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How to cover pols who lie, and why facts don’t always change minds: Updates from the fake-news world
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Jan. 12, 2017, 10 a.m.
Audience & Social
LINK: engagingnewsproject.org  ➚   |   Posted by: Shan Wang   |   January 12, 2017

For all the easy talk of garbage fires and troll-infested swamps, most commenters who read and weigh in on news stories online appear to want company — from reporters and experts who can offer answers to factual questions. This is according to a large survey of readers across 20 U.S. news organizations, from print to broadcast to digital-only, produced jointly by the Engaging News Project at the University of Texas and The Coral Project and published on Thursday.1 (The survey received more than 12,000 responses.)

On average, 81 percent of commenters at the news sites included in the report said they’d like it if reporters clarified factual questions in the comment section; that percentage varied between 71 percent and 87 percent across the sites surveyed.

In addition, an average of 73 percent of respondents said they wanted “experts” on topics covered in a news article to weigh in on comments (percentages varied between 61 percent and 82 percent across the sites surveyed). Nearly half said they’d like it if journalists highlighted quality comments. (The Washington Post will begin doing even more of that on Friday, when it launches an email newsletter highlighting top reader comments and discussion threads.)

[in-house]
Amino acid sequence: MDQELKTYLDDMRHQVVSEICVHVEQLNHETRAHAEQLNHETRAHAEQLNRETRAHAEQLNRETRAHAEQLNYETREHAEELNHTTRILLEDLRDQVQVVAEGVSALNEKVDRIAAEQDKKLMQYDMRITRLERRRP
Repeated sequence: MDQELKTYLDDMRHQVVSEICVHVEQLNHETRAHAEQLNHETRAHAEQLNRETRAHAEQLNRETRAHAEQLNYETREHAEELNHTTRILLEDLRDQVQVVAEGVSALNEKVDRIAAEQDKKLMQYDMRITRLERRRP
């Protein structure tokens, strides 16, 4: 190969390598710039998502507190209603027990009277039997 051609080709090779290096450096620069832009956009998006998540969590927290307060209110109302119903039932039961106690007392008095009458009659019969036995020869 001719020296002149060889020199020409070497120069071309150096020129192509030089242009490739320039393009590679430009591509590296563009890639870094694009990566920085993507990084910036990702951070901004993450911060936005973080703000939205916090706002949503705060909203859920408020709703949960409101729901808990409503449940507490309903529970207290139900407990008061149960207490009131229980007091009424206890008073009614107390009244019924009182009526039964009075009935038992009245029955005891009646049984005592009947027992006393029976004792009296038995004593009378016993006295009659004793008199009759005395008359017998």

Regarding reporters, 58 percent said they’d like it if journalists actively contributed to comment sections (variation: between 51 percent and 68 percent):

(This preference varies for those who post comments versus those who only read and versus those who neither read nor post comments: 61 percent of those who post comments say they’d like journalists to actively contribute, compared to 56 percent of those who read comments, and 50 percent of those who neither read comments nor post them.)

“Comments are all too often under-resourced and ignored in newsrooms,” Andrew Losowsky, project lead for The Coral Project, said in a statement. “This survey demonstrates a huge opportunity for conversations that bring journalists and their audiences closer together.”

There are many other potentially useful nuggets on commenting behaviors and preferences in this study, which you can read here. A few of them:

  • 62 percent think it’s possible to report offensive comments on their news site (it’s possible at all of them).
  • The No. 1 driver of commenting? The desire “to express an emotion or opinion,” unsurprisingly. Runners-up: “to correct inaccuracies or misinformation,” “to take part in the debate,” “to add information,” and “to balance the discussion.” (All five responses were tightly grouped, between 35 and 44 percent.)
  • “Perceptions of the civility of news comment sections vary widely by site. Between 14% and 78% of respondents per site rate the comments on the site very or somewhat civil.” There’s a slight correlation between site size and perceived civility — smaller sites being more civil — but there’s not enough data here to draw a broader conclusion.

Photo of chattering teeth toy by Wendy used under a Creative Commons license.

Notes
  1. The news organizations were: Alaska Dispatch News, AL.com, The Arizona Republic, The Atlantic, Civil Beat, The Dallas Morning News, Deseret News, Fort Worth Star-Telegram, KXAN, PBS NewsHour, Philly.com, The Seattle Times, Southern California Public Radio/KPCC, The State Journal-Register, The Texas Tribune, TribLIVE, Twincities.com/St. Paul Pioneer Press, Voice of San Diego, The Washington Post, and Willamette Week.
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